Is Loneliness an Eating Disorder?

Food is a centrality to each of our lives. We talk about what we will have for dinner at breakfast and daydream about the beautiful dessert that we can create afterwards. Our mouths water as we pass bakeries and smell the delicious baked goods drizzled with chocolate or sprinkled with sugar. The cookbook section is growing massively larger at the bookstores these days and there are multiple television networks dedicated to food. However, the question needs to be raised, do we really think about the health of the food we eat, who we are going to eat with, and the ingredients that need to be purchased for making a meal to fit everyone’s diet?

 

According to the 2006 American Time Use Survey, 58% of people in the U.S. regularly eat on their own. Another survey, from Kelton Research, a national polling firm, in 2008, found that three out of four American adults take their meals alone at least occasionally. Additionally, two-thirds said they’d prefer to eat dinner in their pajamas on the couch rather than have a fancy meal at a restaurant.

-Forbes Magazine. Eating Alone. 2009

 

It is not a bad thing to eat alone. There is no shame in going to a restaurant or spending time in front of the television with your dinner every once in a while, but some people don’t get the choice to eat alone or not. There are many people who spend their time showing the world that they are completely functional and not lonely. Many mask their pain, don’t show fear, and bury the fact that they are actually lonely.

Some people don’t have a group of friends to ask to dinner, while friends neglect others, some people don’t have a family to go home to and their best friend is their Internet. These generalizations that I have made here are based off of my own life. I am an extroverted woman, who owns a company, and I am married. The world has told me that because I have certain descriptions, then I will never have to eat alone or feel loneliness, but that is far from the truth. Many days I feel a lack of control and unwanted by my community of friends- even though I know that this is not the truth, but it is how I feel.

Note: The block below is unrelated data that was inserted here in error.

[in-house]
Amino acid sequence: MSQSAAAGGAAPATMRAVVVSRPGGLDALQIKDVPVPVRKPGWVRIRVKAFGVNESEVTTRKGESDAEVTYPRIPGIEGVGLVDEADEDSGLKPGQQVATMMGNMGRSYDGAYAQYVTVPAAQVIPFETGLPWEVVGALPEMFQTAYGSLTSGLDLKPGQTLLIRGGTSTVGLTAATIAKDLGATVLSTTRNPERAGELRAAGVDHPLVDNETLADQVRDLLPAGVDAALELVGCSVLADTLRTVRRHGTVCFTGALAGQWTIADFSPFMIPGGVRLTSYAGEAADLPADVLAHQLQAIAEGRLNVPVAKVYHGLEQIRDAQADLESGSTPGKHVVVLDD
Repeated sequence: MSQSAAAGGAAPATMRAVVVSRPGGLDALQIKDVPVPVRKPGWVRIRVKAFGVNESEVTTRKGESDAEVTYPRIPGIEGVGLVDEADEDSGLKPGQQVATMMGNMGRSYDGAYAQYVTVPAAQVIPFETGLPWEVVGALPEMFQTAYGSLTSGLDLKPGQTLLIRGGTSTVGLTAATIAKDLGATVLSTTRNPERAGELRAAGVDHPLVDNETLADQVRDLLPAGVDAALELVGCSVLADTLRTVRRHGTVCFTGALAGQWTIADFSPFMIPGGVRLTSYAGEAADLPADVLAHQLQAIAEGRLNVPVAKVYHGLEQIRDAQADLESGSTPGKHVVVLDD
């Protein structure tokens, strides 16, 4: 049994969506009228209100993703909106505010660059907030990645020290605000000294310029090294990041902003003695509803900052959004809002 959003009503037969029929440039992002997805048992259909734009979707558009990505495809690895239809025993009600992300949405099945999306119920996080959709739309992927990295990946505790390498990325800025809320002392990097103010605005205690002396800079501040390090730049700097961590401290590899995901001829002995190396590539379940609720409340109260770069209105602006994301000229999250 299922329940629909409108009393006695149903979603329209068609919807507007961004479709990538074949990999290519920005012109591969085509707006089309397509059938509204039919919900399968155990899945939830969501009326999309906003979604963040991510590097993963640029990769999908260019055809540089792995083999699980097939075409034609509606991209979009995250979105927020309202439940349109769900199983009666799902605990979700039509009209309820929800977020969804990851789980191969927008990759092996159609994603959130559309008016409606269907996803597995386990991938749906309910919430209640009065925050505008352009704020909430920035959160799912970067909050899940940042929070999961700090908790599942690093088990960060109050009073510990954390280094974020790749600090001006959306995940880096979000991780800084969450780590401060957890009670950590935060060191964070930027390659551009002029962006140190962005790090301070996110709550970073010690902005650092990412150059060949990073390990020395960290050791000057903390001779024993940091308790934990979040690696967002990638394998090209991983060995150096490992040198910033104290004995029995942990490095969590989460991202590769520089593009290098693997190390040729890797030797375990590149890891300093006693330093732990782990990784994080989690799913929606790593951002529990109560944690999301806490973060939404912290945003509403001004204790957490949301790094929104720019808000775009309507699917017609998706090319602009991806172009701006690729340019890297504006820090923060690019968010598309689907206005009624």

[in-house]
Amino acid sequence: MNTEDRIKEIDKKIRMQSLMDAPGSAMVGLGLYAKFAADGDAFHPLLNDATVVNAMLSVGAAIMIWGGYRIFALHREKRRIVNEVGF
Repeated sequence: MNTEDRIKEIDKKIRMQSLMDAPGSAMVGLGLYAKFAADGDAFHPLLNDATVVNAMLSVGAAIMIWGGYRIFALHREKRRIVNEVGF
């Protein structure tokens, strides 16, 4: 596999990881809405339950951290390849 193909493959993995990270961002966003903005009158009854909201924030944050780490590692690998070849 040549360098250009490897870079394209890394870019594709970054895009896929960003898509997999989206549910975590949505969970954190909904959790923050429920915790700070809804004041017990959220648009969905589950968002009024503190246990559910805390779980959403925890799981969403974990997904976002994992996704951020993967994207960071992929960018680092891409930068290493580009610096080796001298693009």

After being diagnosed with food allergies my loneliness grew even worse. I got sick all of the time and felt excluded from the enjoyment of eating. My husband, fiancé at the time, did a great job telling other people what the different ingredients meant and helped me navigate meals because I was too embarrassed to. I felt like I no longer had a choice to eat alone or not. My meals had to be prepared and going out was like and obstacle course meant for people trying to win The Amazing Race.

I finally got over this hump and have had to reorganize what meals look like for me, but it took time, patience, and willingness to hunt for good, nutritious ingredients. I encourage each of us to invite someone new to dinner this next week, go out for a meal, or just grab a cup of coffee. You never know why people eat alone, sometimes it is a choice, but when the choice is taken from you, it can be the most painful experience.

Ideas for Communal Meals:

  • Potluck for lunch, but have everyone say what they are bringing prior, that way people can say their dietary restrictions
  • Sign up for a CSA box with a group of friends and have a cooking party to figure out how to cook all of the different produce.
  • Host a cooking day at your work, church, local community center, to teach people about your specific dietary restrictions.
  • Join a MeetUp group that talks about food, or start one .
By | 2015-01-13T21:11:35+00:00 July 1st, 2014|Categories: Blog, Food and Faith|Tags: , |2 Comments

About the Author:

At Mary Lee Kitchen, we believe that what we eat matters. Each of us has the right to know what is in our food. Over the years the food industry has negatively impacted our health and well being. This has caused the rise of food allergies, food sensitivities, rise in child obesity- which are just a few of the harmful side effects of the food manufactures created. It is time for us to implement change. I am a food artisan that creates allergy free products that are made in a sustainable way. Through my own experience with rare food allergies, I have learned how to cook in a way that is inclusive for all diets. Through food education, recipes, and products I support the gathering of all people around the kitchen table.

2 Comments

  1. Aretha July 1, 2014 at 2:02 pm - Reply

    I love this post. As a person who has grown up in a household full of people and which was always open for visitors, I can relate to both having invitees and being the invited. At the same time I know what it is to be alone-not by choice. Thus, I am motivated to be the inviter. So thanks for this honest post/good stuff 😉

    • maryleecatering July 8, 2014 at 5:12 pm - Reply

      Aretha, thank you for reading. What advice do you give to people who you know that struggle with food sensitivities or allergies?

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